The Merger – A Procurement Short Story (part 2)

(In part 1 of this short story, written by Peter Smith and  Steve Cobley of Ivalua, the procurement software provider, CPOs Jim and Gabrielle agree to share spend and procurement information as their two firms prepare to merge).

The Problem

“So you’re telling me we don’t have a spend analysis report we can share with Gabrielle”?

Louise, Jim's Head of Procurement Strategy  shook her head. “Well, not one I would want to, really. The latest spend analysis that we have got is almost 9 months out of date – it covers the 2013 to 2014 financial year, which finished last November.”

“Really? So what's the problem?”

“There's no problem Jim - you know, I have spoken to you before about this. We just don’t have a good spend analytics process or platform.” Louise had looked nervous when they first returned from the call with Gabrielle, but now she was looking at Jim in a manner that made him uncomfortable.

“OK, OK, I know I'm not always as interested in technology as I should be. But I hadn't thought it was quite as bad as that.”

“We’ve got a number of different purchase-to-pay systems, and by the time our spend analytics provider has pulled the data together, cleansed it and so on - it takes time. And it’s not cheap, so we decided – well, you decided - to just do an annual exercise. Even then it takes 3 months to get the final reports.”

“Alright. So we’ll provide Gabrielle with that, I’ll just have to explain our situation. Now what about the list of the top contracts”?

“ Well, I can pull something together, I reckon we have maybe 50% of our top contracts in our system. But I can chase around and add some more I'm aware of - but I can’t guarantee how accurate it will be.”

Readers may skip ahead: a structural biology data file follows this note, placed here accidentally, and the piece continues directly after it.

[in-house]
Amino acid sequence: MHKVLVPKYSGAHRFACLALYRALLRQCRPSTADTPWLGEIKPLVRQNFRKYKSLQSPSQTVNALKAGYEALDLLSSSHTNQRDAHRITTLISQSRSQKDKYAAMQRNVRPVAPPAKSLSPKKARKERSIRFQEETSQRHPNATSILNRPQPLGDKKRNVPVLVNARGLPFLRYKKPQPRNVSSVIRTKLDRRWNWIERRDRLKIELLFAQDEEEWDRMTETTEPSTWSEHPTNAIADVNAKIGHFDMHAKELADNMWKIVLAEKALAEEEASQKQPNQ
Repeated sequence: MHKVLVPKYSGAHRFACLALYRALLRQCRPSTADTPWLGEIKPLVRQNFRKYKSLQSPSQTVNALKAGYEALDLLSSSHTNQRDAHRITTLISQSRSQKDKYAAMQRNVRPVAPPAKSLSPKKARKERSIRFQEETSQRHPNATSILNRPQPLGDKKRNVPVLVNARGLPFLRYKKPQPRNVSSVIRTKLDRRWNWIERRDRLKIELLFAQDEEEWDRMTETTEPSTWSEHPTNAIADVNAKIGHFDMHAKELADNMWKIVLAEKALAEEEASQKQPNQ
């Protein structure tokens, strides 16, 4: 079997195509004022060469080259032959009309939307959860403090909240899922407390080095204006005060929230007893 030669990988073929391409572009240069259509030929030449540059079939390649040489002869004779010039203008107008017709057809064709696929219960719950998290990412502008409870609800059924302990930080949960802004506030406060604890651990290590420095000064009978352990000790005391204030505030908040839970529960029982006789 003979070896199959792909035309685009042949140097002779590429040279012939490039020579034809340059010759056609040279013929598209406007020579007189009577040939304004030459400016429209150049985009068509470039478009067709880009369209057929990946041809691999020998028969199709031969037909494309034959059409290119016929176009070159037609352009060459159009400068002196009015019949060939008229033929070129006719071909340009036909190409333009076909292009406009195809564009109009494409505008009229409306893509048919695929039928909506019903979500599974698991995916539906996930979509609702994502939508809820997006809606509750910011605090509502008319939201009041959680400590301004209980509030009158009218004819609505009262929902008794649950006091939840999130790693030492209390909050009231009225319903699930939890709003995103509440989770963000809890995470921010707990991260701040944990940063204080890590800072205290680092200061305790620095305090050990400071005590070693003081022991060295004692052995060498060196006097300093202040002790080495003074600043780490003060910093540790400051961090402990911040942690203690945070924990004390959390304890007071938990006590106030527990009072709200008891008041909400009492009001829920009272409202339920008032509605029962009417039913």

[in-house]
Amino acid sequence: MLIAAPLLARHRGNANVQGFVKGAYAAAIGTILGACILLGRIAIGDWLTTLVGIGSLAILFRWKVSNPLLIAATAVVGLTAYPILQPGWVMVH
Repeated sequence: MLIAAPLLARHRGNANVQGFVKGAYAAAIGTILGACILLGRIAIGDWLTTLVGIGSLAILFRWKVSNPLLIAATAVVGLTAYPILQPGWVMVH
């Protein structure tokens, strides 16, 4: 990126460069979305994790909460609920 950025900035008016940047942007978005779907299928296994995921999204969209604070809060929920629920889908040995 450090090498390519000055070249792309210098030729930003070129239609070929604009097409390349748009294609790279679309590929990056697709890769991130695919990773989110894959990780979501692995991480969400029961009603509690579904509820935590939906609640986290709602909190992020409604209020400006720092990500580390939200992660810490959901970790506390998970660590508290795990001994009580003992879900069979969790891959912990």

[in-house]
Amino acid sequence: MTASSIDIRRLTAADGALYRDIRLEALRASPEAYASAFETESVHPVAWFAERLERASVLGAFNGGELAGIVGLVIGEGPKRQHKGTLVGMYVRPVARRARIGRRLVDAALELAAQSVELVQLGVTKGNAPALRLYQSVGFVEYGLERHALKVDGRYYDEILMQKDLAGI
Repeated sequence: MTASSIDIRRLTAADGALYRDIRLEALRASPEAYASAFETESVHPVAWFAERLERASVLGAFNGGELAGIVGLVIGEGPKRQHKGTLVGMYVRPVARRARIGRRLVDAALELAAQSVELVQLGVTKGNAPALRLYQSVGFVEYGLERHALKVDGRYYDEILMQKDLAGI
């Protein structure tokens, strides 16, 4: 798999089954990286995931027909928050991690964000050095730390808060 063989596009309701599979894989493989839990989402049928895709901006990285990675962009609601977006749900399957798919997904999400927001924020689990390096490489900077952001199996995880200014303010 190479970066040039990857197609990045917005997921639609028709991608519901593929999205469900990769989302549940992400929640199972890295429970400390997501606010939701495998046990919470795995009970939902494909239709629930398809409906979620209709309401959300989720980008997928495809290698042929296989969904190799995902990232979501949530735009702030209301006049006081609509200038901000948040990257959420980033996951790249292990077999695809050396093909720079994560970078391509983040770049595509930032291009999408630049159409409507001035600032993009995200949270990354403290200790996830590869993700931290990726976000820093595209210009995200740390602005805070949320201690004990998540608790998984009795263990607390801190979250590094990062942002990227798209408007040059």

“I thought we had a contracts database? I'm sure I remember signing something off a couple of years ago for a system of some sort?”

“But the sourcing and category managers don't always keep it up to date. There is no automatic feed from the sourcing platform through to the contract management system so it depends on someone actually updating it. They have to enter a lot of manual data whenever they let a contract and you know what it’s like, they forget, something else comes up ...”

“But we can show Gabrielle something?

“Yes, but just to warn you, I suspect she will have very good records. I know the software they use, it’s way ahead of ours. It’s a cloud-based suite – a set of modules that really are integrated. She’s likely to have the spend analysis, to be sure, but also good performance data on each supplier and contract, triggers and alerts built in to tell them when contracts are coming up for renewal, perhaps even some SRM-type information in there too.”

“Why is it so much better?”

“Well, we chose our contract management solution about four years ago – things are moving fast, it just isn’t one of the best now. I wasn’t here then either.”

Jim frowned. “But Gabrielle mentioned project management, activity tracking as well – we don’t have anything like that.” Louise shook her head. Jim thought for a moment.